I’m lucky to be alive, if you listen to the family tales. My parents were young and stupid, and sometimes I think they should have read a few books before they decided to have a baby. As the oldest, I knew I was the one they wanted, and if you listen to the jokes my dad used to tell us in our difficult teenage years, I was the only one they BOTH wanted, and I still gave them problems. But as those first traumatic years are quite hilarious, I thought I would share and act as a warning.
Like I said, my parents wanted me. They tried for me. If my dad wanted to get my brothers out of the family room to have the TV, he’d tell them how my mom would start without waking him. Yes, they ran for the hills; while, I stubbornly did not picture it. But for a woman who wanted a baby that bad, she really tried hard to lose it. My parents were young and broke and inherited not only an old oven but an old dresser. My PREGNANT mother decided both pieces of furniture needed to be sparkling new for the baby. She proceeded to use oven cleaner to clean the oven and paint stripper and paint on the dresser. Obviously my mom didn’t read the very large warnings on the back. Good job, Mom. She even tried to go skiing, with the excuse that the doctor first said yes. God must have been looking out for me that day. It snowed, and my dad has still never skied.
My mom was determined to have a girl. When I was born, no one knew what they were having. After much arguing, they settled on my name that my mom found in a romance novel, which is probably why I avoid them. But my mom refused to pick out a boy’s name, even though boys ran two to one in my family or that there had not been an eldest girl child born in living memory. (I’m from a long line of oldest children.) When my dad called his family to know it was time, my grandma demanded a boy’s name, and my dad gave her one. Ebenezer. Sometimes I really think he would have named me that out of some sick sense of humor.
My mom had a hard labor where they sent her home because she didn’t dilate. She never did, and my heart rate dropped dramatically. I was C-sectioned. Not to much cause for an alarm. Of course, I looked so much like my dad that my grandpa asked my mom if she had anything to do with me. My mom admitted she was out when she delivered and I could be my father’s mistress’s. Yes, they tell that story too.
It’s worth mentioning that I am a summer baby, born a few weeks before my parents planned to take a vacation. No, I wasn’t early; they just assumed they could take a small infant on vacation. Since they were forbidden to go any where, they used the vacation money to buy a nice microwave. From that moment on, my poor mom had nightmares that some one was going to break in the house and put me in the microwave. It was perfectly logical fear for her, until she was out of the hormonal crazed mind and back to her usually sane self.
In those days they insisted that mother’s set the breastfeeding schedule, every four hours. (My boys ate every two.) My mom happily stuck to the plan. Except there was a glitch, I slept through the night from the first night home. What luck, what bliss, but their daughter was missing the night feeding, and I became woefully underweight. So much so, that my dad’s father would cry after every time he saw me, wondering if it would be the last time. I nearly succumbed to SIDs twice, yet my parents caught me struggling to breathe and picked me up, so I could get air. I was a fighter.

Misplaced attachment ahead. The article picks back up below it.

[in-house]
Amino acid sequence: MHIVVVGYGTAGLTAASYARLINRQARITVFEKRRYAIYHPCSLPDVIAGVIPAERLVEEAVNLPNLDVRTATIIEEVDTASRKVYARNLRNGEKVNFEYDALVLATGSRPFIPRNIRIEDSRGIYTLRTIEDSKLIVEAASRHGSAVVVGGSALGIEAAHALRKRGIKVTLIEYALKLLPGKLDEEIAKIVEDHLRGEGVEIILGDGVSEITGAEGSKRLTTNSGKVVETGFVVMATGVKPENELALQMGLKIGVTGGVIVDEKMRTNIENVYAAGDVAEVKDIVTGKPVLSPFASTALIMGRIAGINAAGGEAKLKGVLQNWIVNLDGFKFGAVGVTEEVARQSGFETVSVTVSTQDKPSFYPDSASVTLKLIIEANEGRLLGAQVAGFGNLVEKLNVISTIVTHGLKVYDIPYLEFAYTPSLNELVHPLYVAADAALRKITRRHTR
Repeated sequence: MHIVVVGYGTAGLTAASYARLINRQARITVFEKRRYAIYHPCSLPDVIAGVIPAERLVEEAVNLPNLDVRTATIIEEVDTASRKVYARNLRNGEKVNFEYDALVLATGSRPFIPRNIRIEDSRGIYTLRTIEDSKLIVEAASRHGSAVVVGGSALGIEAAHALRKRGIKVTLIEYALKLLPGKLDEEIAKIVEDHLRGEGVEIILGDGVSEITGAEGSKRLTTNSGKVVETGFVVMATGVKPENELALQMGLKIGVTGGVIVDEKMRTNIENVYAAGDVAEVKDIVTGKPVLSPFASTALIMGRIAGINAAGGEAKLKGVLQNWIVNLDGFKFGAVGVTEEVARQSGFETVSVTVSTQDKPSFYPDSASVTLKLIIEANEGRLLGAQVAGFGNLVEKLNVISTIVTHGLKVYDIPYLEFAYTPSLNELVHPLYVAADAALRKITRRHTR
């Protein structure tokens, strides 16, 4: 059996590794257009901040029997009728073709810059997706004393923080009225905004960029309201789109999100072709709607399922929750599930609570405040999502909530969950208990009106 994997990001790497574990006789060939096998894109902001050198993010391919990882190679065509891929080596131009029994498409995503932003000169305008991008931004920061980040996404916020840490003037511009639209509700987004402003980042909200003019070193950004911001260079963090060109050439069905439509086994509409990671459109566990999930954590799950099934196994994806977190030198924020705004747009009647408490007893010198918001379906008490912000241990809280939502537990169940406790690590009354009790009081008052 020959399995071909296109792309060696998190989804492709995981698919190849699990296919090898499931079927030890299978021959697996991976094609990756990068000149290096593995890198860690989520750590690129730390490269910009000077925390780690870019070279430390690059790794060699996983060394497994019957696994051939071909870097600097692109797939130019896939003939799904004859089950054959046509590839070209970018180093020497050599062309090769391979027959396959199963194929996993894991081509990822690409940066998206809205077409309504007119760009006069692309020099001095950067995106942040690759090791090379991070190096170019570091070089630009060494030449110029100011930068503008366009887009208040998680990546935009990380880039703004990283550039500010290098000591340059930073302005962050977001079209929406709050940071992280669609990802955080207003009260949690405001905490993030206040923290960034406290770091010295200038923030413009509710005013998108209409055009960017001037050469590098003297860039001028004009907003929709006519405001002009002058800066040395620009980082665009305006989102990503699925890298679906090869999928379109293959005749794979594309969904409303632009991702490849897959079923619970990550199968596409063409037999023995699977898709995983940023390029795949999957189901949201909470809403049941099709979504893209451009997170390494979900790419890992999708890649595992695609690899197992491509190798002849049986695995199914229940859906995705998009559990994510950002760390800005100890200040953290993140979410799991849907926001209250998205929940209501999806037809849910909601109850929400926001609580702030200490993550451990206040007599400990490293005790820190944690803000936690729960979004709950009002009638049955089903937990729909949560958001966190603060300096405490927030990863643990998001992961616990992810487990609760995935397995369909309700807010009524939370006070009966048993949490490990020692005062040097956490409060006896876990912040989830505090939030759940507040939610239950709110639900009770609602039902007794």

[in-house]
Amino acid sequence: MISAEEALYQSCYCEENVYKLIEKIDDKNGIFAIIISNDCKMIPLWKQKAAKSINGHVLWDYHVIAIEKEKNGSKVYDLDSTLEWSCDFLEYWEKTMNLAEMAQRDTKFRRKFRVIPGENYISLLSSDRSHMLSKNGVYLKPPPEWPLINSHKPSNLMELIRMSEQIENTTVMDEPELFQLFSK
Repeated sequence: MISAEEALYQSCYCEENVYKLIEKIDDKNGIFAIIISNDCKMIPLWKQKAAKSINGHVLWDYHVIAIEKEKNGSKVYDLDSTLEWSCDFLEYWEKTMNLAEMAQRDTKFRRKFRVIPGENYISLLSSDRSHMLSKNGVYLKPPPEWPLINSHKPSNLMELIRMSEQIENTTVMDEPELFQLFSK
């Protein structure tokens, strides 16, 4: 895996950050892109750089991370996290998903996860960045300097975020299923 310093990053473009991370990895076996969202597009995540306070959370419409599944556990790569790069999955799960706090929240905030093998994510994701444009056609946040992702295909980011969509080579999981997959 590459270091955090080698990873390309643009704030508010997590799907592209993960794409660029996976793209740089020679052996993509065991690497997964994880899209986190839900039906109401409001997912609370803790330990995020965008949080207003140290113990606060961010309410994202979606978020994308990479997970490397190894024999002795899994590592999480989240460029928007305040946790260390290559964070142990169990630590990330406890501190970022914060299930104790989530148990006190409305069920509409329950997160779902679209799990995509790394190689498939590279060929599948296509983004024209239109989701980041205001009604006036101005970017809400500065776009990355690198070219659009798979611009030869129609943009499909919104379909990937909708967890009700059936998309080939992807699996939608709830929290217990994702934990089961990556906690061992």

On my first overnight trip, my parents bonked my head with the hotel door. Neither will confess on who held me and who held the door, though they both accuse the other of not holding the door. The door slammed on my head, and I turned a bright shade of red. As a parent, I would have rushed to the nearest hospital. My parents decided to wait and see. The family always assumes that’s what’s wrong with me.
I had several weird firsts. My first roll was off the coach and into the corner of the coffee table, when my dad went to answer the phone. My first picnic was out to the shooting range as the picture of a little infant with ear phones, sleeping next to a police bag could attest to. I was also hospitalized for the croup, which really isn’t my parents fault, but it should be thrown in here.
My parents played Vatican roulette (the rhythm method) to conceive my little brother. I was only six months. My mom was in denial and had a cold, so she took Nyquil. When she knew she was pregnant, she rode the Matterhorn; while, my dad held me. My parents must have become wiser because there are no stories of my baby brother. Just toddler stories of how I wandered away in Vegas and the state fair or how my little brother had the rotten luck of burning his hand pointing to something under the grill.
Now doesn’t that make you fill better? You either didn’t make that many mistakes, or you did, but if you did, you can rest assure my brothers and I turned out rather intelligent and normal. And, Mom, if you read this, did I miss anything?